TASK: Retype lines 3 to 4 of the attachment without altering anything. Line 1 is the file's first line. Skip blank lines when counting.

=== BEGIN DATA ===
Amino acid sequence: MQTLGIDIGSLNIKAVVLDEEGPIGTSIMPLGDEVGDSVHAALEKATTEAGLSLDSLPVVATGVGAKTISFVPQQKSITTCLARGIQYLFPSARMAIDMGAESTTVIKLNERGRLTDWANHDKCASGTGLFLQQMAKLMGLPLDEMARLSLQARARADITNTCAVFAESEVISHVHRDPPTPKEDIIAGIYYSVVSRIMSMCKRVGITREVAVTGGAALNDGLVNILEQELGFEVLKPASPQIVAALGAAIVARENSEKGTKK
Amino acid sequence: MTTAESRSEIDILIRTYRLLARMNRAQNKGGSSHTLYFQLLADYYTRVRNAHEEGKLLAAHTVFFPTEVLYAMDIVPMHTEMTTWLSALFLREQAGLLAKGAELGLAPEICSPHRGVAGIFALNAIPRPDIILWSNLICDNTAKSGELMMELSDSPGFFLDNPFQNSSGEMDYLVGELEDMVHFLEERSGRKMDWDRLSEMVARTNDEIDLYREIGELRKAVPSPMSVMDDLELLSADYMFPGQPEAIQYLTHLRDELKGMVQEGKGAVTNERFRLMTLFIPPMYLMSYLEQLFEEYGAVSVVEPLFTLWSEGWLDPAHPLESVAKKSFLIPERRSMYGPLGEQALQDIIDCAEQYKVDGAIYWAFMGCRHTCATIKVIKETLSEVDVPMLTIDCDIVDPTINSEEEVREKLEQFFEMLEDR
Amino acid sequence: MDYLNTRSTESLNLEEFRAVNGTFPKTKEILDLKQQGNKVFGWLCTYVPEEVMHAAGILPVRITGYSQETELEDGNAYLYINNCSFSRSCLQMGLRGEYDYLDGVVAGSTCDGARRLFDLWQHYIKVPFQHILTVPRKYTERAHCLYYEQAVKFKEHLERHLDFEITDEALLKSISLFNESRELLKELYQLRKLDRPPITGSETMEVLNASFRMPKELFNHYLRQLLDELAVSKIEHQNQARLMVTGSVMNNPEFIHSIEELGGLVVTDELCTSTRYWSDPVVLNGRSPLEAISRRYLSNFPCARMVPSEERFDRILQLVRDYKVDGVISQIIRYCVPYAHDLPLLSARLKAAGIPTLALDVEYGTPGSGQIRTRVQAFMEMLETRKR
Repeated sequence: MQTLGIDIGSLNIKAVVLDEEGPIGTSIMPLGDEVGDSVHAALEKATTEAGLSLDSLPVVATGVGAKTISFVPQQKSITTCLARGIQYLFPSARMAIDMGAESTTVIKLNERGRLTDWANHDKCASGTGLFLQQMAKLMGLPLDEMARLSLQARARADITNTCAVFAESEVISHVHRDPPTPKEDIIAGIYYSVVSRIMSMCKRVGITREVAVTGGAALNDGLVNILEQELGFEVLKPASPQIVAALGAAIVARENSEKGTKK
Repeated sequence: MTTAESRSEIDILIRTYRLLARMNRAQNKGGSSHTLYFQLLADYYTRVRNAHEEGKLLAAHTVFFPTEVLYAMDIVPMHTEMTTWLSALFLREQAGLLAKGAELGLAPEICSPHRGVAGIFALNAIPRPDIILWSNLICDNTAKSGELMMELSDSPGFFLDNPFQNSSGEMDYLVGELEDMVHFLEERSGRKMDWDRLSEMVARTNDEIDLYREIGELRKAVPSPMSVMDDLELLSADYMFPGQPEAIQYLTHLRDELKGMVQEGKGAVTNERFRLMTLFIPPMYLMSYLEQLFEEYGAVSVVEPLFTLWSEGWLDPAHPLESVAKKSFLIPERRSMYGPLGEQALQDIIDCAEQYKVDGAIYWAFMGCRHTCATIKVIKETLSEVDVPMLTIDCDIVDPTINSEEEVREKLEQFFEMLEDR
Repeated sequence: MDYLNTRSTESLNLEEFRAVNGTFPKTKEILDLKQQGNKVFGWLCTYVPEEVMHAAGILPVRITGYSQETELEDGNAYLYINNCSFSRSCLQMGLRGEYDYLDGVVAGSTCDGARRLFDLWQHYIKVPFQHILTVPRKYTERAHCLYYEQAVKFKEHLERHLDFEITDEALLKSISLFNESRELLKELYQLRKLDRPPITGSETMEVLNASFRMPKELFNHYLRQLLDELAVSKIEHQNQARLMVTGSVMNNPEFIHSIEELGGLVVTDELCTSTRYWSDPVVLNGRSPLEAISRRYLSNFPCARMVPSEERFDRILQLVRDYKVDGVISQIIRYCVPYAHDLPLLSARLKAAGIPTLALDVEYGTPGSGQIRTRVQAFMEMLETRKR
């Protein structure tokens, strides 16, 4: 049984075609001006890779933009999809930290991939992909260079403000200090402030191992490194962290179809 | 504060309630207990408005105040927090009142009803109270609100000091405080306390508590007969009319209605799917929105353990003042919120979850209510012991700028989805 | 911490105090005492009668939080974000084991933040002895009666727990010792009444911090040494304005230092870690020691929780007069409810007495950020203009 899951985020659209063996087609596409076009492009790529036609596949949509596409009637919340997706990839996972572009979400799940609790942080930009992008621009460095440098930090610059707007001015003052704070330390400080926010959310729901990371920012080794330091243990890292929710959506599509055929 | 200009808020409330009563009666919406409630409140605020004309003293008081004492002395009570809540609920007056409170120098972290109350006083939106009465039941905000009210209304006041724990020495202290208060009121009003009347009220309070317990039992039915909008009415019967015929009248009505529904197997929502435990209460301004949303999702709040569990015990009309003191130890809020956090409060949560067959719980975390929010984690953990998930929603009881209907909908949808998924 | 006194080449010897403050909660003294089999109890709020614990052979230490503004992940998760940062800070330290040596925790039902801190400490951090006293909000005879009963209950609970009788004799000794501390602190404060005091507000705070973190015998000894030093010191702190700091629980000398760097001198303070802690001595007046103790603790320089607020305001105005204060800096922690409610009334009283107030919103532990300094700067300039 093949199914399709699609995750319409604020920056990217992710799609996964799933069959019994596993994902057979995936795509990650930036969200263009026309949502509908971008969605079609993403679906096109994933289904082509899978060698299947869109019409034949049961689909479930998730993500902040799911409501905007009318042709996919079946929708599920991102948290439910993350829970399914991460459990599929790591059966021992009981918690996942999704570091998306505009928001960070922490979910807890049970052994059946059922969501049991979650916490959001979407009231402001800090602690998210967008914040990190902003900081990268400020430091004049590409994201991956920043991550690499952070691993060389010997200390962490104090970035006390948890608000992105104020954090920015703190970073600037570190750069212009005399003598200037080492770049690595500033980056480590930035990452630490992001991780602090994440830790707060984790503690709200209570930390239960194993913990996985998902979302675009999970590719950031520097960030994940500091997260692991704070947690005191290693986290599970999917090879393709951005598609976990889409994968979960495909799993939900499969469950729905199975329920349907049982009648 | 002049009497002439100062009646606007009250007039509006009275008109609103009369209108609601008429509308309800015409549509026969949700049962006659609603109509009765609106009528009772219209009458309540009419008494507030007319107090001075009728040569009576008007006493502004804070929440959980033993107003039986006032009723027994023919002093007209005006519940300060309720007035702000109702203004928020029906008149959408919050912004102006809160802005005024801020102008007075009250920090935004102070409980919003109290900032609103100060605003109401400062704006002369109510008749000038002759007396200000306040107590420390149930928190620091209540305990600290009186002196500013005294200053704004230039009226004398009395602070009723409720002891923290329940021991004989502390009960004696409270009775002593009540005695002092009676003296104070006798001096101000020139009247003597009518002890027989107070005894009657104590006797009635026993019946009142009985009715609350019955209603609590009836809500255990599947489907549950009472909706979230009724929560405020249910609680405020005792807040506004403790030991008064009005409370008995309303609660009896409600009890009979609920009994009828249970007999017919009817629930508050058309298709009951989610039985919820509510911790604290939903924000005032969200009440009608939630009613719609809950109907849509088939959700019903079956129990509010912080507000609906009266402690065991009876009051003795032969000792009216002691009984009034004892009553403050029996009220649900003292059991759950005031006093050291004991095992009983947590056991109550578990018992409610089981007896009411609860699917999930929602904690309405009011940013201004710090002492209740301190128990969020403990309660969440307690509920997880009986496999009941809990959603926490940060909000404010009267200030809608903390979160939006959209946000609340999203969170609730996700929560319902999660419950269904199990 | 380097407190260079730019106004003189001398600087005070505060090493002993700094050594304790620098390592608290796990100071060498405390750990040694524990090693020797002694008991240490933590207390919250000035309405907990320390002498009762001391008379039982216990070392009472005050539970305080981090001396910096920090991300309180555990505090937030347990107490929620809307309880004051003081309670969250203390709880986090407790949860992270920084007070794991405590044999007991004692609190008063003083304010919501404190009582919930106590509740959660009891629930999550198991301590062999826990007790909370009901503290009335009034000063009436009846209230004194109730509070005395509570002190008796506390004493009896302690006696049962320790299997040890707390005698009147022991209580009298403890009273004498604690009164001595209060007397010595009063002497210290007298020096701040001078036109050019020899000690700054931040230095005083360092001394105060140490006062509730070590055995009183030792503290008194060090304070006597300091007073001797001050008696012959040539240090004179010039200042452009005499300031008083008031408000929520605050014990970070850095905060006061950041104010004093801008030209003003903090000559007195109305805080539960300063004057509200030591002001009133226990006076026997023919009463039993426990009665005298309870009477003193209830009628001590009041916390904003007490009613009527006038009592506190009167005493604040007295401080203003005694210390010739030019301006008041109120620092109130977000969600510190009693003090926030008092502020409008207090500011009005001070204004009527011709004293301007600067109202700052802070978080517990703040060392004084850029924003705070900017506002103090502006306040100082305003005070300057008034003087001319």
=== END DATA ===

Amino acid sequence: MDYLNTRSTESLNLEEFRAVNGTFPKTKEILDLKQQGNKVFGWLCTYVPEEVMHAAGILPVRITGYSQETELEDGNAYLYINNCSFSRSCLQMGLRGEYDYLDGVVAGSTCDGARRLFDLWQHYIKVPFQHILTVPRKYTERAHCLYYEQAVKFKEHLERHLDFEITDEALLKSISLFNESRELLKELYQLRKLDRPPITGSETMEVLNASFRMPKELFNHYLRQLLDELAVSKIEHQNQARLMVTGSVMNNPEFIHSIEELGGLVVTDELCTSTRYWSDPVVLNGRSPLEAISRRYLSNFPCARMVPSEERFDRILQLVRDYKVDGVISQIIRYCVPYAHDLPLLSARLKAAGIPTLALDVEYGTPGSGQIRTRVQAFMEMLETRKR
Repeated sequence: MQTLGIDIGSLNIKAVVLDEEGPIGTSIMPLGDEVGDSVHAALEKATTEAGLSLDSLPVVATGVGAKTISFVPQQKSITTCLARGIQYLFPSARMAIDMGAESTTVIKLNERGRLTDWANHDKCASGTGLFLQQMAKLMGLPLDEMARLSLQARARADITNTCAVFAESEVISHVHRDPPTPKEDIIAGIYYSVVSRIMSMCKRVGITREVAVTGGAALNDGLVNILEQELGFEVLKPASPQIVAALGAAIVARENSEKGTKK